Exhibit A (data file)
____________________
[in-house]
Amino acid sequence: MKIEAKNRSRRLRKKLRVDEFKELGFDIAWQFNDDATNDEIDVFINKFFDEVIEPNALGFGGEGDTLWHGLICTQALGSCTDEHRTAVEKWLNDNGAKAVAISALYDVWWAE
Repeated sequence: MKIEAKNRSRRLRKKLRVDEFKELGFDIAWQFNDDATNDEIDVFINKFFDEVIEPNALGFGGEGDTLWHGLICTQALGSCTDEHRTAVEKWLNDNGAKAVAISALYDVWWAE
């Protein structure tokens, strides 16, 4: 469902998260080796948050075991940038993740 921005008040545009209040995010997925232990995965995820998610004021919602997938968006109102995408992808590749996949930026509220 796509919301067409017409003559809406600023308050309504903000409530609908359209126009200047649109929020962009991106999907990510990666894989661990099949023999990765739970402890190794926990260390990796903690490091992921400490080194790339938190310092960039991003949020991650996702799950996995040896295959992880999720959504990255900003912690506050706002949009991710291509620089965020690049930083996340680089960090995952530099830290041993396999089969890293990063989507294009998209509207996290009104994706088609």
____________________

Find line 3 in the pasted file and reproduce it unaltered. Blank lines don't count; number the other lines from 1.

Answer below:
Repeated sequence: MKIEAKNRSRRLRKKLRVDEFKELGFDIAWQFNDDATNDEIDVFINKFFDEVIEPNALGFGGEGDTLWHGLICTQALGSCTDEHRTAVEKWLNDNGAKAVAISALYDVWWAE